Mad Men wedding photo

The second in a series of articles on great writing in modern media, today’s article focuses on the final episode of the first season of Mad Men. You can also check out the previous article, on Battlestar Galactica, as well as my original discussion of great writing. Arguably televisions greatest show, Mad Men is ripe with thematic and character interaction, making it possibly the best choice for an article on such a subject.

Season one of Mad Men is very much like thirteen chapters in a book – as such discussing the characters and themes apparent in the season finale is a lot like discussing the last chapter of a book. While the entire season is more than worthy of being completely dissected that is a task I am not ready to tackle all at once. Analyzing the brilliant final episode serves as a stand in for the whole season, where the long running themes of the show come together right along with the character development and plot. As is typical with Mad Men episodes each show follows a product, and the product in turn reveals aspects of the characters. The products in Mad Men are a great tool allowing the audience to have a physical representation of the shows themes while giving characters a plot device directly linked to the theme of the episode.

Glenn BishopUnsurprisingly ‘Mad Men’ focuses heavily on familial themes and the struggles associated with such relationships. The show is set at the precipice of a feminist revolution and a dramatic shift in the expectations for ‘traditional’ American families. The central focus of the series is the relationship between Don Draper and his wife Betty, while this episode in particular heavily references a woman’s desire to find love and to have a family of her own. Throughout the series we witness men’s inability to fulfill those desires and a fear of betrayal from the women – and Peggy’s inability to decide which side she is on. For the characters in this drama, set in 1960, we see women coming to learn that they just do not have to put up with it anymore, and men facing a realization that they cannot get away with the things they used to.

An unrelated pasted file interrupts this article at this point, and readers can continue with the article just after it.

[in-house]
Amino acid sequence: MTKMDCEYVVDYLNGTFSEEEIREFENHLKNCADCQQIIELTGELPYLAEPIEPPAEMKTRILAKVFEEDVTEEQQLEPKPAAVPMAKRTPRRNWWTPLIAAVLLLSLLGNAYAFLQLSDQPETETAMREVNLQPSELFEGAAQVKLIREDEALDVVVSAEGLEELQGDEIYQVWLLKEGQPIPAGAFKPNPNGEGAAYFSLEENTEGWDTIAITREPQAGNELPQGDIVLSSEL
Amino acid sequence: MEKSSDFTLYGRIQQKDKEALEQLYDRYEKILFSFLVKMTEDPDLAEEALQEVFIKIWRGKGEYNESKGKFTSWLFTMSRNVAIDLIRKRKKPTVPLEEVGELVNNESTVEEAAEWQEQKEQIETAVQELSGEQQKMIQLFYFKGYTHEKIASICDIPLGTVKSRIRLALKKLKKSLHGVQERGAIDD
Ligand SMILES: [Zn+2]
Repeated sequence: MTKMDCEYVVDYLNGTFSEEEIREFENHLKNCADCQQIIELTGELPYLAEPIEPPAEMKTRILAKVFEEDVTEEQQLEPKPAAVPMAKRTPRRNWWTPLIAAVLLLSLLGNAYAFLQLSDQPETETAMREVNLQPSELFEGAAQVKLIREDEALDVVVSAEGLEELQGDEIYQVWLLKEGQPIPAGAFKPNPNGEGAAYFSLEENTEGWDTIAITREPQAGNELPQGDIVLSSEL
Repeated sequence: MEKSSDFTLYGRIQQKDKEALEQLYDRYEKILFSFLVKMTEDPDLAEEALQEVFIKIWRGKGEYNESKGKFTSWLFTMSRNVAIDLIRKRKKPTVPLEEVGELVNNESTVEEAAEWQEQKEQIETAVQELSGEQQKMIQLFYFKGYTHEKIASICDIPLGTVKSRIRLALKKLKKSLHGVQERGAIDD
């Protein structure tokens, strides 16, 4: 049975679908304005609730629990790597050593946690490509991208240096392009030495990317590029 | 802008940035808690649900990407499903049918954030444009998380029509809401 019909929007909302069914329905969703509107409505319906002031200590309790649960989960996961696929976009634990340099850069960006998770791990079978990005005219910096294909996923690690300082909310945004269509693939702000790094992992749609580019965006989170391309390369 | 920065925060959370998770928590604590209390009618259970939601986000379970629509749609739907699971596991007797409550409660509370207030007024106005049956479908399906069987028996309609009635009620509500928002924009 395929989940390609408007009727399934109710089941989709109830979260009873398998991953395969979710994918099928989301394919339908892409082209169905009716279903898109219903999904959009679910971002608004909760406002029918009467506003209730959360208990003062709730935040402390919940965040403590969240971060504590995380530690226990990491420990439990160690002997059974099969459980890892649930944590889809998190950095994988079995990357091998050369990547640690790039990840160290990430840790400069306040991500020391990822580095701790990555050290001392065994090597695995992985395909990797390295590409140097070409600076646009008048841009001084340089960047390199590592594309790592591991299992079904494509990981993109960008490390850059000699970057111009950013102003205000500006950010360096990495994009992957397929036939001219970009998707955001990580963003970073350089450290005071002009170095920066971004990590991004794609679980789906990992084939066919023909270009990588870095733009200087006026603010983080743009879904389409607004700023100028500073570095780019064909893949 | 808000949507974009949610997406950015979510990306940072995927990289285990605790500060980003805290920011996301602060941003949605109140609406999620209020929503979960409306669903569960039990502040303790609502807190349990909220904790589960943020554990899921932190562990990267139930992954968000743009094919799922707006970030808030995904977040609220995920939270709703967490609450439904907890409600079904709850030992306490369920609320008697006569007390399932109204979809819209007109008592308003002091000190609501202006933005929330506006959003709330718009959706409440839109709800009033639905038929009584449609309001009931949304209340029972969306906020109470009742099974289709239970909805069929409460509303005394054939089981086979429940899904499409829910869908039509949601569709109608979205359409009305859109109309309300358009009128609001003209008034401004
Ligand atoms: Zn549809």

Pete & Trudy… & Peggy

Mad Men voice overPete and Trudy are the children on the show – together with Peggy in this episode they are symbolic of the desire to be something more, to have ‘the life,’ to reach that level of happiness that people like Don and Betty appear to have achieved. There is a sort of tragedy inherent in human existence readily apparent in the characters discussed in this episode. It has something to do with an undeniable urge to achieve some higher level of happiness that is never truly attainable, at least not to our characters. Trudy seems to live only to be a mother, she says as much to Pete in a previous episode. Her desire to have children is the only discernable reason we see for her to be with Pete in the first place – Pete’s reasoning for being with Trudy is simply to increase his social standing. Pete’s reluctance to be a father becomes ironic with the discovery of Peggy giving birth to his child – a child she does not want. From the voice over audition scene we see that deep down Peggy wants the same thing Trudy does. Peggy is so caught up in the idea that the beautiful woman in the audition is the woman she wishes she could be – that the woman can so easily have the life that she wants for herself that Peggy is so quick to tear her down when the woman cannot show her the confidence that she believes the woman must live with every day. Unlike Trudy, Peggy is not a child – she is smart enough to pass on a life that resembles what she wants, but is not. For Trudy I can feel what a crushing wakeup call it would be for her to discover the truth.


Mad Men Don Draper Betty Draper new years